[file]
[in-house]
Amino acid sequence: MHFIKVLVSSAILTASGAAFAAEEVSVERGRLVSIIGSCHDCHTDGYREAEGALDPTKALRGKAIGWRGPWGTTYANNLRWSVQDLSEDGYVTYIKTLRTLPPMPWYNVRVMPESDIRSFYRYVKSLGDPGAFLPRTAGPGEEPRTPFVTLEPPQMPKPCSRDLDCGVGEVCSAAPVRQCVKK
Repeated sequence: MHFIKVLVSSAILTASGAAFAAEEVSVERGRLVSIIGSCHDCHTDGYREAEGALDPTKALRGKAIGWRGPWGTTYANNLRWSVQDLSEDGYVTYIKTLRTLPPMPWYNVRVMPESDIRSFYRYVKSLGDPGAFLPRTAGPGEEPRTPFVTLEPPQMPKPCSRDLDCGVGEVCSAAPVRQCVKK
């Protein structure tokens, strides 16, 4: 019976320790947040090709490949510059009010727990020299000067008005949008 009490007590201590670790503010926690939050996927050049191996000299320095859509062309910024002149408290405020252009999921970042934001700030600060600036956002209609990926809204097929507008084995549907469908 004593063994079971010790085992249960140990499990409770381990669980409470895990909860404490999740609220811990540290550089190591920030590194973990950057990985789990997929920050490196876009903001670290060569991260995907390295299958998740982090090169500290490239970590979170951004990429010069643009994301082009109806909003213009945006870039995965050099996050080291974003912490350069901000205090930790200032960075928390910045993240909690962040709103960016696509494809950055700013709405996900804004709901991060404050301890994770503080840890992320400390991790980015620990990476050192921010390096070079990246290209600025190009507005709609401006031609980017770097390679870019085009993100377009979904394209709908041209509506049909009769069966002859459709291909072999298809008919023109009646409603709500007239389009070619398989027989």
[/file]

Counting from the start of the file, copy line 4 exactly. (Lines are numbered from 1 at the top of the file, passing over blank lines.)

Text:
């Protein structure tokens, strides 16, 4: 019976320790947040090709490949510059009010727990020299000067008005949008 009490007590201590670790503010926690939050996927050049191996000299320095859509062309910024002149408290405020252009999921970042934001700030600060600036956002209609990926809204097929507008084995549907469908 004593063994079971010790085992249960140990499990409770381990669980409470895990909860404490999740609220811990540290550089190591920030590194973990950057990985789990997929920050490196876009903001670290060569991260995907390295299958998740982090090169500290490239970590979170951004990429010069643009994301082009109806909003213009945006870039995965050099996050080291974003912490350069901000205090930790200032960075928390910045993240909690962040709103960016696509494809950055700013709405996900804004709901991060404050301890994770503080840890992320400390991790980015620990990476050192921010390096070079990246290209600025190009507005709609401006031609980017770097390679870019085009993100377009979904394209709908041209509506049909009769069966002859459709291909072999298809008919023109009646409603709500007239389009070619398989027989």